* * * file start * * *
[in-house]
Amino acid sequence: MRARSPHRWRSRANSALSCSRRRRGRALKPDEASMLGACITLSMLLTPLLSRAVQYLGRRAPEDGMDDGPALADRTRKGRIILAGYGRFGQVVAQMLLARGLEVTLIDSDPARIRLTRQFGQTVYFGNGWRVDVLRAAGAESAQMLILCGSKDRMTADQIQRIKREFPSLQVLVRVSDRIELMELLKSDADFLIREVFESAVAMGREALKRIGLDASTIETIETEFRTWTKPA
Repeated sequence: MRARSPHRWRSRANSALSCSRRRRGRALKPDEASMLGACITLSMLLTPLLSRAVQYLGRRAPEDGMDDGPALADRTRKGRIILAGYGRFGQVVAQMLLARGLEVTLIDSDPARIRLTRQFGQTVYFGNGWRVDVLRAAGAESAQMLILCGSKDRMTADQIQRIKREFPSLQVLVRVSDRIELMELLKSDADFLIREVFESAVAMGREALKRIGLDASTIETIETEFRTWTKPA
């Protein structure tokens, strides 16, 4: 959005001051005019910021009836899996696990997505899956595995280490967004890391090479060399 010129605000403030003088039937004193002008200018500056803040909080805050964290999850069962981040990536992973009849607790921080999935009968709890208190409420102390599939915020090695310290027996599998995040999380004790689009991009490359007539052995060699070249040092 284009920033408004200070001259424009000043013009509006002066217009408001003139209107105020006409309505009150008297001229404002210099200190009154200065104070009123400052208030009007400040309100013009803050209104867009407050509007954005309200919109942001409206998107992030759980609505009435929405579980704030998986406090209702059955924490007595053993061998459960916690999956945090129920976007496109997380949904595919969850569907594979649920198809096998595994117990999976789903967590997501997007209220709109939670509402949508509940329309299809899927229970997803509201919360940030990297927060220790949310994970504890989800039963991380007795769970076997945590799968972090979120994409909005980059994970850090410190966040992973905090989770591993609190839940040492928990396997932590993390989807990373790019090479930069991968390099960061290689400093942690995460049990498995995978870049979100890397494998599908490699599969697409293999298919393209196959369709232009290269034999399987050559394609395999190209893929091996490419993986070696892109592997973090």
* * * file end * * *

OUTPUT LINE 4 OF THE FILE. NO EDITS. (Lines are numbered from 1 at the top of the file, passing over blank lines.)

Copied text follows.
């Protein structure tokens, strides 16, 4: 959005001051005019910021009836899996696990997505899956595995280490967004890391090479060399 010129605000403030003088039937004193002008200018500056803040909080805050964290999850069962981040990536992973009849607790921080999935009968709890208190409420102390599939915020090695310290027996599998995040999380004790689009991009490359007539052995060699070249040092 284009920033408004200070001259424009000043013009509006002066217009408001003139209107105020006409309505009150008297001229404002210099200190009154200065104070009123400052208030009007400040309100013009803050209104867009407050509007954005309200919109942001409206998107992030759980609505009435929405579980704030998986406090209702059955924490007595053993061998459960916690999956945090129920976007496109997380949904595919969850569907594979649920198809096998595994117990999976789903967590997501997007209220709109939670509402949508509940329309299809899927229970997803509201919360940030990297927060220790949310994970504890989800039963991380007795769970076997945590799968972090979120994409909005980059994970850090410190966040992973905090989770591993609190839940040492928990396997932590993390989807990373790019090479930069991968390099960061290689400093942690995460049990498995995978870049979100890397494998599908490699599969697409293999298919393209196959369709232009290269034999399987050559394609395999190209893929091996490419993986070696892109592997973090």